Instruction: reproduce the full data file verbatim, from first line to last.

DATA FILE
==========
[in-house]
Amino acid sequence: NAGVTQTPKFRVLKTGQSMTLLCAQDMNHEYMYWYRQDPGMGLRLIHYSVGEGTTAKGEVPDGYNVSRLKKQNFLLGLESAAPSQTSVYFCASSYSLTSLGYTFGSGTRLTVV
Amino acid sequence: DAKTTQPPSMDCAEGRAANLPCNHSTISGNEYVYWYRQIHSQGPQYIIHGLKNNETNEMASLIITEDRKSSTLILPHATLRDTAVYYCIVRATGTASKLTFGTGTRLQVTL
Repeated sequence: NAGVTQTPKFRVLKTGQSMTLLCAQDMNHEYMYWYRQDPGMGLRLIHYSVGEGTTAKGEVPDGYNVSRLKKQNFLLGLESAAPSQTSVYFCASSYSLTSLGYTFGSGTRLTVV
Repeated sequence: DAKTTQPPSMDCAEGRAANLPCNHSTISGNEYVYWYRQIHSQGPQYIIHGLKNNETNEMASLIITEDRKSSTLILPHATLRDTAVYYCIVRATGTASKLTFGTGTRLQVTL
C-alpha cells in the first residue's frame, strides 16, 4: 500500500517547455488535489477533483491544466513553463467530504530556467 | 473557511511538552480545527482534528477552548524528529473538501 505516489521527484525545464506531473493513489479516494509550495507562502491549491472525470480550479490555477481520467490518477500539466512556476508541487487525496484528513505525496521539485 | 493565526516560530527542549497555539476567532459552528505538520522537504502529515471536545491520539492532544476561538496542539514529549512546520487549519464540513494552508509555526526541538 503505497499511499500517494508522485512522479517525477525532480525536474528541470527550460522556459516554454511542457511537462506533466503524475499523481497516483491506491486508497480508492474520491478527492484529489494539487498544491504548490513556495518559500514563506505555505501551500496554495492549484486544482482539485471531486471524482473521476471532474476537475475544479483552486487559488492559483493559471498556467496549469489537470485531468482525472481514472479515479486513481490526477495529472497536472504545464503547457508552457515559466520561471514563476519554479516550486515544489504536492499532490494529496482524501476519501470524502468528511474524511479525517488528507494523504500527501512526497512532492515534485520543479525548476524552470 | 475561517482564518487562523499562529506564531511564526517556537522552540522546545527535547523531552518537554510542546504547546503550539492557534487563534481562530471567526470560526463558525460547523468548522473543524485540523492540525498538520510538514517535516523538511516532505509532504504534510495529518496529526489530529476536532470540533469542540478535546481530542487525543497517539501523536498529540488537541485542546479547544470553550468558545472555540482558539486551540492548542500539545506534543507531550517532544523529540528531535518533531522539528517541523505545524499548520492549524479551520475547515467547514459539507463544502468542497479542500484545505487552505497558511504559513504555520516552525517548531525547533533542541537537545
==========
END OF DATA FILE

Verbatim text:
[in-house]
Amino acid sequence: NAGVTQTPKFRVLKTGQSMTLLCAQDMNHEYMYWYRQDPGMGLRLIHYSVGEGTTAKGEVPDGYNVSRLKKQNFLLGLESAAPSQTSVYFCASSYSLTSLGYTFGSGTRLTVV
Amino acid sequence: DAKTTQPPSMDCAEGRAANLPCNHSTISGNEYVYWYRQIHSQGPQYIIHGLKNNETNEMASLIITEDRKSSTLILPHATLRDTAVYYCIVRATGTASKLTFGTGTRLQVTL
Repeated sequence: NAGVTQTPKFRVLKTGQSMTLLCAQDMNHEYMYWYRQDPGMGLRLIHYSVGEGTTAKGEVPDGYNVSRLKKQNFLLGLESAAPSQTSVYFCASSYSLTSLGYTFGSGTRLTVV
Repeated sequence: DAKTTQPPSMDCAEGRAANLPCNHSTISGNEYVYWYRQIHSQGPQYIIHGLKNNETNEMASLIITEDRKSSTLILPHATLRDTAVYYCIVRATGTASKLTFGTGTRLQVTL
C-alpha cells in the first residue's frame, strides 16, 4: 500500500517547455488535489477533483491544466513553463467530504530556467 | 473557511511538552480545527482534528477552548524528529473538501 505516489521527484525545464506531473493513489479516494509550495507562502491549491472525470480550479490555477481520467490518477500539466512556476508541487487525496484528513505525496521539485 | 493565526516560530527542549497555539476567532459552528505538520522537504502529515471536545491520539492532544476561538496542539514529549512546520487549519464540513494552508509555526526541538 503505497499511499500517494508522485512522479517525477525532480525536474528541470527550460522556459516554454511542457511537462506533466503524475499523481497516483491506491486508497480508492474520491478527492484529489494539487498544491504548490513556495518559500514563506505555505501551500496554495492549484486544482482539485471531486471524482473521476471532474476537475475544479483552486487559488492559483493559471498556467496549469489537470485531468482525472481514472479515479486513481490526477495529472497536472504545464503547457508552457515559466520561471514563476519554479516550486515544489504536492499532490494529496482524501476519501470524502468528511474524511479525517488528507494523504500527501512526497512532492515534485520543479525548476524552470 | 475561517482564518487562523499562529506564531511564526517556537522552540522546545527535547523531552518537554510542546504547546503550539492557534487563534481562530471567526470560526463558525460547523468548522473543524485540523492540525498538520510538514517535516523538511516532505509532504504534510495529518496529526489530529476536532470540533469542540478535546481530542487525543497517539501523536498529540488537541485542546479547544470553550468558545472555540482558539486551540492548542500539545506534543507531550517532544523529540528531535518533531522539528517541523505545524499548520492549524479551520475547515467547514459539507463544502468542497479542500484545505487552505497558511504559513504555520516552525517548531525547533533542541537537545